He had played assistant director Owen Granger on “NCIS: Los Angeles” since 2012.
LOS ANGELES — Miguel Ferrer, an actor with a long list of credits ranging from “Twin Peaks” to his current role on “NCIS: Los Angeles,” died of throat cancer Thursday. He was 61.
A fixture on TV and in movies since the 1980s, Mr. Ferrer’s reputation as a scene-stealer began with 1987’s “RoboCop,” where he played Bob Morton, the conniving corporate executive who designed the film’s title cyborg. His other landmark role was as FBI Agent Albert Rosenfield in David Lynch’s landmark series “Twin Peaks,” along with its corresponding film, “Fire Walk With Me.”
Mr. Ferrer reprised the role in the upcoming return of the series, which is set to debut in May on Showtime.
“Great talent, better man,” wrote “Twin Peaks” co-creator Mark Frost on Twitter. “Working & writing for him was a highlight in every part of my life.”
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Since 2012, Mr. Ferrer had appeared on “NCIS: Los Angeles” as Owen Granger, the unit’s assistant director. In the series’ most recent episode, last week, Granger was stabbed, leaving his fate in doubt.
The series’ show runner, R. Scott Gemmill, said in a statement, “Today, ‘NCIS: Los Angeles’ lost a beloved family member. Miguel was a man of tremendous talent who had a powerful dramatic presence on screen, a wicked sense of humor, and a huge heart.”
Actor George Clooney mourned his cousin’s death, saying: “Today, history will mark giant changes in our world and lost to most will be that on the same day Miguel Ferrer lost his battle to throat cancer. But not lost to his family. Miguel made the world brighter and funnier and his passing is felt so deeply in our family that events of the day … pale in comparison. We love you Miguel. We always will.”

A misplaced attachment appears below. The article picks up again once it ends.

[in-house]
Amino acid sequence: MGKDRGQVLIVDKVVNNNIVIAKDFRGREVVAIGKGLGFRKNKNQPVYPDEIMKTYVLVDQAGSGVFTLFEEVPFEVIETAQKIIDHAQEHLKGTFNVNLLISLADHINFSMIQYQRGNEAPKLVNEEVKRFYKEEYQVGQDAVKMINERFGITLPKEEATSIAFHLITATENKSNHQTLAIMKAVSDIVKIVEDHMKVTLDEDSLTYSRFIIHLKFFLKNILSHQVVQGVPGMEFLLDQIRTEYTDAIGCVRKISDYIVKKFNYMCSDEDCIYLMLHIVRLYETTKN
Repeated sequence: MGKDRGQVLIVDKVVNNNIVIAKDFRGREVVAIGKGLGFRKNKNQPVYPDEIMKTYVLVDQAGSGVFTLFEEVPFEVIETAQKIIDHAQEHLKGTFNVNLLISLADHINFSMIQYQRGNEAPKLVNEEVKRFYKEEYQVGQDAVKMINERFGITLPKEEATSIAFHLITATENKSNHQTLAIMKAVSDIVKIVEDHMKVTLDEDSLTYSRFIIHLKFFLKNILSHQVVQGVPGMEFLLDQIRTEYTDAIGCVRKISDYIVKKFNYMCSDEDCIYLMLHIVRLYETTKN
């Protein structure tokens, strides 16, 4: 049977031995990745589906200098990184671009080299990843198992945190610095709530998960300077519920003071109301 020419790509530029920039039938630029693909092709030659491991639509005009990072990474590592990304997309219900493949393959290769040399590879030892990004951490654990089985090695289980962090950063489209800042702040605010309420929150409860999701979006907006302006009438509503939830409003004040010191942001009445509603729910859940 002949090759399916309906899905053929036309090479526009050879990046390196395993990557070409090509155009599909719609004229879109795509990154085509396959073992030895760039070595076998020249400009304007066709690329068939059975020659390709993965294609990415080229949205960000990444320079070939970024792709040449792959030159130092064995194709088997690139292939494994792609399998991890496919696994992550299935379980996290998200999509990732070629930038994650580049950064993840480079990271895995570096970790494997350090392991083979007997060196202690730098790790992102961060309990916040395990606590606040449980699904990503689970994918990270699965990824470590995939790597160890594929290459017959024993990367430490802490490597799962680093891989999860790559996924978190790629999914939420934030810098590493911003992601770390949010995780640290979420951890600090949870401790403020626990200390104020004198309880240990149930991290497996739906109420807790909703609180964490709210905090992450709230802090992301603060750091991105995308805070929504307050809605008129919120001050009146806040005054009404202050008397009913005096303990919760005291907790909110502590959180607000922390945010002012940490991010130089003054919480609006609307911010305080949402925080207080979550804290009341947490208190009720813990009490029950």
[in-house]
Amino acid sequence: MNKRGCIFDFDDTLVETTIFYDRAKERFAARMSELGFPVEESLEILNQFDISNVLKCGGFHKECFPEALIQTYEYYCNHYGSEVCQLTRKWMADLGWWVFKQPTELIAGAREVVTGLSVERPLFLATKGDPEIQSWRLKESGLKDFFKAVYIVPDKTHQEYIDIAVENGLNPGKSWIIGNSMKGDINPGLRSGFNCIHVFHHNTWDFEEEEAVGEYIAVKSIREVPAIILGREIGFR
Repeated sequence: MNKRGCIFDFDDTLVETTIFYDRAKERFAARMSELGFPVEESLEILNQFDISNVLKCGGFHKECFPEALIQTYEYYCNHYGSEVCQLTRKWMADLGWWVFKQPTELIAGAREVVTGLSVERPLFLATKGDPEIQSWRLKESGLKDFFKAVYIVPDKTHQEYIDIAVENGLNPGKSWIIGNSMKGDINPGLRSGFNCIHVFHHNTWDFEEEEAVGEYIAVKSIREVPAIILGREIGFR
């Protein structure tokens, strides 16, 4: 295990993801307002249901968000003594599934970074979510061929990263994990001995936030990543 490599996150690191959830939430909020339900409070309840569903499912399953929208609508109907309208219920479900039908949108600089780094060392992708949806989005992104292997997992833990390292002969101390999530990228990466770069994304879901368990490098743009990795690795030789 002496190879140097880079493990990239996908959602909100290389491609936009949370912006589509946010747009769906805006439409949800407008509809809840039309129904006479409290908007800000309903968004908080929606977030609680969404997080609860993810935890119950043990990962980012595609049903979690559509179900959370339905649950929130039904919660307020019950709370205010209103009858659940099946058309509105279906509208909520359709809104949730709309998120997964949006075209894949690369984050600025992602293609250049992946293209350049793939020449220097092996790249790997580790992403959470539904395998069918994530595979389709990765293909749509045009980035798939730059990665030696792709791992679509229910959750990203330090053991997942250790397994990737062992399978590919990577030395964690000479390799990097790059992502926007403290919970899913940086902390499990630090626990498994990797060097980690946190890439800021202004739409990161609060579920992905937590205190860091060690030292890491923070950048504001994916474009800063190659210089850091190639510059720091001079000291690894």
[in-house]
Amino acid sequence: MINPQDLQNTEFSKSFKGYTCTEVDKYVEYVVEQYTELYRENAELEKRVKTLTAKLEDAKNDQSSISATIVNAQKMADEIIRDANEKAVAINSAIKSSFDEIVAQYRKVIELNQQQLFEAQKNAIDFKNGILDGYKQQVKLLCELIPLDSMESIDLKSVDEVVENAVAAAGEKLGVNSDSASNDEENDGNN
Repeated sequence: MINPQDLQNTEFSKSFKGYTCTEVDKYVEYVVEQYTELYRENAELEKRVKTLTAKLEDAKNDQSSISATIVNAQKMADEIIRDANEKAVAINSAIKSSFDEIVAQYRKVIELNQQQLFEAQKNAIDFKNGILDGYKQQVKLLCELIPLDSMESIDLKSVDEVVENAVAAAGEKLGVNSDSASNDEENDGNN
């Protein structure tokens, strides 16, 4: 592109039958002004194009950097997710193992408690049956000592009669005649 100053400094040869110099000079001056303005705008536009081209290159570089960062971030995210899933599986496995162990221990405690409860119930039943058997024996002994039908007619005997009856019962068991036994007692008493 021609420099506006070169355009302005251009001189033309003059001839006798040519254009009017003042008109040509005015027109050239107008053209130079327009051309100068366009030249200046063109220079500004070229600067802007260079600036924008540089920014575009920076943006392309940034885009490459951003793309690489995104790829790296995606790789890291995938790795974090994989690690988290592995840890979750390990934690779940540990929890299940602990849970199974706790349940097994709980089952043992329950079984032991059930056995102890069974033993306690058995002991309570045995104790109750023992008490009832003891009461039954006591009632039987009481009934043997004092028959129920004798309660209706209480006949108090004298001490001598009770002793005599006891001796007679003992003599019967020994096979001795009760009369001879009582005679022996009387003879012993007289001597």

Born in Santa Monica in 1955, the son of Oscar-winner José Ferrer and singer Rosemary Clooney — both major Hollywood stars — Mr. Ferrer began his show business career as a drummer. He performed on the 1975 solo album by The Who’s drummer Keith Moon, “Two Sides of the Moon,” and backed Clooney on her mid-1970s tour with her “White Christmas” co-star Bing Crosby.
“I played with her from about the time I was 18, and I conducted for her many times, too,” Mr. Ferrer told The Cincinnati Enquirer in 2002. “There was not a night I didn’t want to pinch myself and say, ‘Look what I’m doing!’”
Mr. Ferrer in 1977 switched his focus to acting, landing small roles on “Magnum, P.I.,” “Hill Street Blues” and “Star Trek III: The Search for Spock,” before his breakthrough role in “RoboCop.” Given his father’s track record as an actor, it wasn’t a decision he came to lightly.
“That can be an intimidating thing to try and do what he does so well,” he told the Los Angeles Times in 1990. “It took me a while to become sure enough to try it out and be able to call my dad and say, ‘Guess what? I am going to take a whack at what you do. What do you think?’”
He worked steadily, appearing in the horror film “DeepStar Six” as well as a TV version of Stephen King’s “The Stand” in 1994. He also portrayed Chief Medical Examiner Dr. Garret Macy opposite Jill Hennessy on “Crossing Jordan” from 2001 to 2007.
The actor also worked in animated films, providing the voice for the ruthless Hun Shan Yu in 1998’s “Mulan” and other voices in 2014’s “Rio 2” and the Cartoon Network series “Adventure Time.” He teamed up with his friend Billy Mumy (“Lost in Space”) in 1987 to create the Marvel comic-book character Comet Man.
His stint on “Twin Peaks” was a career highlight, and he knew it made a huge impact on his career. “I think it’s so cool,” he told the Los Angeles Times when the series was on the air. “Now I know my future is somewhat secure, because 20 years from now, I will be able to do ‘Twin Peaks’ conventions. I will never starve.”
He is survived by his wife, Lori, and two sons, Lukas and Rafi.